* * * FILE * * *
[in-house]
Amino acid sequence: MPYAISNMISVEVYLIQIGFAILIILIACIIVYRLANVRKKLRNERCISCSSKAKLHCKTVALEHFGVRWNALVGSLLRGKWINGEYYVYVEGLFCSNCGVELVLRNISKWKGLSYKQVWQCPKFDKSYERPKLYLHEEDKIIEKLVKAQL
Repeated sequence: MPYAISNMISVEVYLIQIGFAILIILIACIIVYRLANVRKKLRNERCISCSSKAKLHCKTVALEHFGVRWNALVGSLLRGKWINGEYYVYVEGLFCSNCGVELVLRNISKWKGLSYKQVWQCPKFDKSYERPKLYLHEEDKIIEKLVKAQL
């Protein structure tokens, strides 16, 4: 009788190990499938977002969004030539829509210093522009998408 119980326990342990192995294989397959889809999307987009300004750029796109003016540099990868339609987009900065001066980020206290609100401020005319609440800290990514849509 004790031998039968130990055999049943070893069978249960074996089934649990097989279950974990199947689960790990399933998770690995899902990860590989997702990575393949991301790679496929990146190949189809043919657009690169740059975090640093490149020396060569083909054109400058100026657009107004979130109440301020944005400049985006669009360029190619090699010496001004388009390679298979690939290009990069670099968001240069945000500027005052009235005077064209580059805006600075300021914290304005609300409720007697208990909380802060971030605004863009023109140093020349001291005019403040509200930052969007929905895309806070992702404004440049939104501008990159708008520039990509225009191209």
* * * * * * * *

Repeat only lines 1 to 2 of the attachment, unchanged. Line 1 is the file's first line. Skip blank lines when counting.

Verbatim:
[in-house]
Amino acid sequence: MPYAISNMISVEVYLIQIGFAILIILIACIIVYRLANVRKKLRNERCISCSSKAKLHCKTVALEHFGVRWNALVGSLLRGKWINGEYYVYVEGLFCSNCGVELVLRNISKWKGLSYKQVWQCPKFDKSYERPKLYLHEEDKIIEKLVKAQL